May 102011
 

Robberies have been reported all over Uptown New Orleans over the weekend. Numbers on the markers indicate the date of the robbery.

Robberies were reported at eight different addresses around Uptown New Orleans neighborhoods over the weekend — four in the Riverbend area, two in the Hurstville neighborhoods near Audubon Park, and one each in the Freret and Touro neighborhoods. Police deemed the spree “very unusual” and encouraged anyone with information about any of the incidents to call either the Second District at 658-6020, or, to leave an anonymous tip that is eligible for a cash reward, call CrimeStoppers at 822-1111.

See below for a full list of the robberies.

The suspect in Friday’s robbery in the Freret neighborhood was wearing nondescript clothing other than his purple Nike Griffey tennis shoes.

  • Shortly after 11 p.m., a man in the 4400 block of Clara Street was approached by a stranger who grabbed his arm and threatened to hurt him while “demanding his property,” police said. The assailant then left on Napoleon Avenue.

On Saturday morning, three people were robbed in two incidents in the Hurstville neighborhoods near Audubon Park, and the suspect in both cases was covering his face and brandishing a gun.

  • Just before 7 a.m., a woman parked in the 6000 block of Chestnut and was approached by a stranger using a T-shirt to hide the lower part of his face, police said. The man robbed the woman at gunpoint, then began to leave when he saw a neighbor coming out the front door and ordered him to give up his wallet as well, police said. The second victim said he did not have it on him, so the gunman demanded the victim take him inside, where he took both the man’s wallet and a purse on a table before leaving, police said.
  • A few minutes after the Chestnut Street robbery, another woman was robbed at gunpoint while sitting in her vehicle parked in the 5500 block of Perrier by a stranger with a white towel covering the lower part of his face, police said.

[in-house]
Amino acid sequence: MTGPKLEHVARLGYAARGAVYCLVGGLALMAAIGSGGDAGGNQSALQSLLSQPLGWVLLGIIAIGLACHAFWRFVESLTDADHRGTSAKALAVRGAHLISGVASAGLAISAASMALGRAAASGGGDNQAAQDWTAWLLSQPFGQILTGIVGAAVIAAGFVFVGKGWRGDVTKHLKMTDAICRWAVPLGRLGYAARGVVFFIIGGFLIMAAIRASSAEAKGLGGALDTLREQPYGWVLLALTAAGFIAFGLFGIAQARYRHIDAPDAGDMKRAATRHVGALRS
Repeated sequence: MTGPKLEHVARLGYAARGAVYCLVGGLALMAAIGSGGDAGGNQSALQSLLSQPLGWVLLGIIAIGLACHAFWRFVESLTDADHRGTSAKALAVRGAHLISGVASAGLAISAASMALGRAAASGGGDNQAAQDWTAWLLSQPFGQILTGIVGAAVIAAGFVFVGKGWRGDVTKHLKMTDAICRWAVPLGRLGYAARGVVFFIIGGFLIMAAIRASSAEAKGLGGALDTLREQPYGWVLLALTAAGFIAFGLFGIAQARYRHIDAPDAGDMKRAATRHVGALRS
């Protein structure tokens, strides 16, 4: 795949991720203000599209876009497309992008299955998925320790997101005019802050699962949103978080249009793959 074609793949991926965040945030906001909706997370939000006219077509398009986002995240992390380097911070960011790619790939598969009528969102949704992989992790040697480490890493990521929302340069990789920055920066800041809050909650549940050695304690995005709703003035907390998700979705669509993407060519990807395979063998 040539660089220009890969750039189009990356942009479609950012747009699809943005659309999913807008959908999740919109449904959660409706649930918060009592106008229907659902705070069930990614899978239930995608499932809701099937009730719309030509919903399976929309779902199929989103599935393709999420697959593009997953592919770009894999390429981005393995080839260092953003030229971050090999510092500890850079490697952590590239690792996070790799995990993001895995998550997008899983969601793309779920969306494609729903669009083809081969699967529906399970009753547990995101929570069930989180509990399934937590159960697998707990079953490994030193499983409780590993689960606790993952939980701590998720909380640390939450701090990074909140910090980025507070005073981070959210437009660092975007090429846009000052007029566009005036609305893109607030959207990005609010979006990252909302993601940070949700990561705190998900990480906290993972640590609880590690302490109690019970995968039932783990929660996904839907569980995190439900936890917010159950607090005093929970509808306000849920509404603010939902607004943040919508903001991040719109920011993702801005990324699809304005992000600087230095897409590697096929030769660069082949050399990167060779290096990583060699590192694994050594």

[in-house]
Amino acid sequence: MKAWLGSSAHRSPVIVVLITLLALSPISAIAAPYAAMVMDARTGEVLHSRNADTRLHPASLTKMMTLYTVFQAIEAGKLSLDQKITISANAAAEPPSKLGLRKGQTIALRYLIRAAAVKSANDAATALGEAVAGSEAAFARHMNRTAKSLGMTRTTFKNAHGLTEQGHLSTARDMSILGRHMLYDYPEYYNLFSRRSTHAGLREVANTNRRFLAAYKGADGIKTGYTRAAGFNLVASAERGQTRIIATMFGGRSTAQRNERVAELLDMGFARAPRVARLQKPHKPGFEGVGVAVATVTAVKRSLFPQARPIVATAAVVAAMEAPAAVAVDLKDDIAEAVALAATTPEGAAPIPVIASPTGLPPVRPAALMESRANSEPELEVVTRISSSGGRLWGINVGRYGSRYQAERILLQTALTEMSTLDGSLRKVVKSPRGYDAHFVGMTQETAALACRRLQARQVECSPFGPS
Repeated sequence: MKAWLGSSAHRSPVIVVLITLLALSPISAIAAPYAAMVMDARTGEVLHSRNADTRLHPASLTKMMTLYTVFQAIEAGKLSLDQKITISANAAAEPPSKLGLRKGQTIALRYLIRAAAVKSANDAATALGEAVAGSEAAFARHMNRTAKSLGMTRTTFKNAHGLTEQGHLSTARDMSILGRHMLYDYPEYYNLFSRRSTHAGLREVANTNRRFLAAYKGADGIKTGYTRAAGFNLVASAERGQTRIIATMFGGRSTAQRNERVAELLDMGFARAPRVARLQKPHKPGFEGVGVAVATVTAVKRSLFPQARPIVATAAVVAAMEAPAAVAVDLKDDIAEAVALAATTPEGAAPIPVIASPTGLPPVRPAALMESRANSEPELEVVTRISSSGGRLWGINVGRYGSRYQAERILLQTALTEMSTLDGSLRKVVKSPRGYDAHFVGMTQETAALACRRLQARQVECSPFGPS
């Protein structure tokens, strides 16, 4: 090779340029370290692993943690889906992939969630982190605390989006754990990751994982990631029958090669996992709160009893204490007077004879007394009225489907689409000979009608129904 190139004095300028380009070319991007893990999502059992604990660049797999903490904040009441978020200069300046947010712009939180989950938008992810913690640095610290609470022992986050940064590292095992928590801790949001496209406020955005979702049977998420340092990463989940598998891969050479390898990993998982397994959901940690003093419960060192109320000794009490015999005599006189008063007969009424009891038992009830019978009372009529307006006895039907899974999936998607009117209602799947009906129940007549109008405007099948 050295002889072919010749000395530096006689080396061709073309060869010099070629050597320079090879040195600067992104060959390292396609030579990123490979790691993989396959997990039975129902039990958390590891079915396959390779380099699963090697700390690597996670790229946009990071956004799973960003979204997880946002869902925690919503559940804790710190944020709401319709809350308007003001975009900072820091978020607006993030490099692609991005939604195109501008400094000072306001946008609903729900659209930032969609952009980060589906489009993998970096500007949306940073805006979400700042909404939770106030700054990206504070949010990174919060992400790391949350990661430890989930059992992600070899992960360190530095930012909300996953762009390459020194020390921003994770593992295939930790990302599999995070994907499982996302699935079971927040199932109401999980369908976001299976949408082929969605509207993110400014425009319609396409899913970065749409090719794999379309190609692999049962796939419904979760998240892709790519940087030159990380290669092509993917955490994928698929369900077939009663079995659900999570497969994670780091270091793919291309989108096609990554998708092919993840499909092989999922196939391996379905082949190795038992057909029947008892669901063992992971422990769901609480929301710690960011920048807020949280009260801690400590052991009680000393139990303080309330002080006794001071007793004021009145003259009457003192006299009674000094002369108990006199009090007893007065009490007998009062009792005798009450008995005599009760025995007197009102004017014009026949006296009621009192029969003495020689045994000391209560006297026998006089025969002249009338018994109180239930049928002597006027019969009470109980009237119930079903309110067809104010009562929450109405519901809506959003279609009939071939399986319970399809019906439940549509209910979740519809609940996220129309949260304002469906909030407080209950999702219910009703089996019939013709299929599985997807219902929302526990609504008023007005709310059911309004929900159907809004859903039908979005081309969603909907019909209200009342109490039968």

On Sunday morning, two incidents in the Carrollton area showed remarkable similarities: the victims were approached in their cars by men wearing a white T-shirt and blue jeans who demanded property but never showed a weapon.

  • Shortly before 5 a.m., a man parked in the 1400 block of Pine Street was approached by a stranger who “placed his hand behind his back and advised the victim to give him his money,” police said. The victim gave him his keys and wallet, and the suspect left on Pine Street.
  • Just after 6 a.m., a man parked in the 8200 block of Hickory was approaced by a stranger who told him, “Hey, get out the car, I want your car,” police said. The victim said he wouldn’t give up the car, but got out and “took a stance as if he was going to fight,” and the suspect ran off down Hickory.

Sunday evening into Monday morning, three more armed robberies were reported within an hour’s time – two in Carrollton and a third in the Touro neighborhood. The gunmen in the Leonidas and Amelia cases were both described as wearing a black T-shirt and black jeans, while the robber on Oak was wearing a white T-shirt, the victims told police.

  • At 11:45 p.m., the occupants of a vehicle parked in the 1100 block of Leonidas were robbed at gunpoint by a man in a black T-shirt with a black semiautomatic handgun, police said.
  • About 10 minutes later, a woman walking near Oak and Dublin was robbed by a man in a white T-shirt with a black semiautomatic handgun.
  • About half an hour after that, people walking in the 1300 block of Amelia were robbed by a man with a handgun, police said, technically around 12:30 a.m. Sunday.
  • Travis

    I know uptown messenger can only report what the police report says, but how can they supply clothing descriptions but not race?

    • Travis, thanks for the comment. Following standard practice from my previous newspaper jobs as a police reporter, we don’t include race in our reporting unless it’s clearly germane to the story. Typically, if police give a description of a suspect that could lead to someone’s identification, of course we’ll print it in its entirety: a black man in his late 20s with jeans, a camo hoodie and a red cap, for example. But if the description beyond race is generic – a black man in a white tshirt or a white man wearing dark clothing – we won’t print the race, because if it not useful for an identification, it’s irrelevant.

      We included the mention of shirt colors in this article, even though they are fairly generic too, because they seem to suggest the possibility of a connection between some of these cases. And, in the first case, the shoes stood out as a strong enough identifier on their own – if you saw someone with those purple Griffeys around that area that night, that’s probably enough to suggest a call to police.

      So the call was ours, not NOPD’s. Thanks for raising the question, and for reading UptownMessenger.com.